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The Women’s March on Washington is Saturday. Here’s what you need to know.

Groups gather for the Women's March on Washington on Jan. 21, 2017.
Groups gather for the Women's March on Washington on Jan. 21, 2017. (Amanda Voisard/For the Washington Post)

The fourth annual Women’s March on Washington will take to the streets Saturday amid near-freezing temperatures and a wintry mix of snow, sleet and rain that could put a damper on the protest’s turnout.

The demonstration, expected to be the Women’s March’s smallest since its historic debut in 2017, will take on a different tone than in past years as its leaders seek to turn over a new leaf with disaffected activists and groups that in recent years have cut ties with the organization.

Instead of a single sleekly produced rally, the Women’s March launched a week-long program that includes a story slam, brunch with drag queens and civil disobedience training for activists.

Saturday’s march will be the largest event of the week, although a permit issued by the National Park Service last week indicated that organizers are expecting 3,000 to 10,000 participants — a marked decline from recent years.

As of Wednesday, about 5,400 people had indicated on Facebook they will attend.

‘Nobody needs another pink hat’: Why the Women’s March is struggling for relevance

D.C. police will close streets around the White House, the Ellipse and Lafayette Square beginning about 9:30 a.m. Saturday until roughly 4 p.m., officials said.

Roads inside the perimeter of 14th to 18th streets and I Street and Constitution Avenue in Northwest Washington will be closed to vehicles. The closures down 17th Street NW and 15th Street NW will extend to Independence Avenue SW and Madison Drive NW, respectively.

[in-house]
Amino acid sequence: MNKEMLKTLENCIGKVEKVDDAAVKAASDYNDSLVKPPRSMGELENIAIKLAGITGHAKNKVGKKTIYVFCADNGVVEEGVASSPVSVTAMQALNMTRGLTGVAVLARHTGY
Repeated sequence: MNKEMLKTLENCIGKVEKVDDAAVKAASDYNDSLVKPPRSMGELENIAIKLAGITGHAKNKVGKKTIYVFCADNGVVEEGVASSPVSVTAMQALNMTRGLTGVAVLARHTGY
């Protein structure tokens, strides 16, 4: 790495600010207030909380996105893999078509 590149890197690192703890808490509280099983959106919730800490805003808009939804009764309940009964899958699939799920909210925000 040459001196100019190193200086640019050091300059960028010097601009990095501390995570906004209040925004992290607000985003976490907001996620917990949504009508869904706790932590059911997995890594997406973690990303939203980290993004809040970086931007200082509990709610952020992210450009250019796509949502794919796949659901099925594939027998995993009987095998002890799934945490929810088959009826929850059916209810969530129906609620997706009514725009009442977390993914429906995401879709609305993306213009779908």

Parking access will be suspended in that area and along Pennsylvania Avenue NW, from the White House to 12th Street, on 13th Street NW between Pennsylvania Avenue and E Street, and on E Street NW between 14th and 13th streets.

The march, which is scheduled to begin assembling at Freedom Plaza about 10 a.m., will begin its procession toward the White House about 11:30 a.m., according to the group’s Park Service permit.

There will be no stage or formalized rally, but the demonstration will begin with a video featuring several Women’s March board members reading the articles of impeachment against President Trump that House Democrats delivered Wednesday to the Senate.

“If what brings you to the march is being antiwar or the desire for impeachment or a really deep belief that women should have control of their bodies, that’s all what we’re mobilizing around,” said Rachel O’Leary Carmona, chief operating officer of the Women’s March.

Organizers also will review a dance routine that participants will perform in front of the White House while singing along to the international protest anthem “Un violador en tu camino” (“A Rapist in Your Path”).

The Women’s March will be joined by Chilean collective Las Tesis, which created and popularized the song as a means to denounce gender-based violence. It has been performed by groups of women around the world — most recently in front of the courthouse where film producer Harvey Weinstein is being tried on charges of sexual assault.

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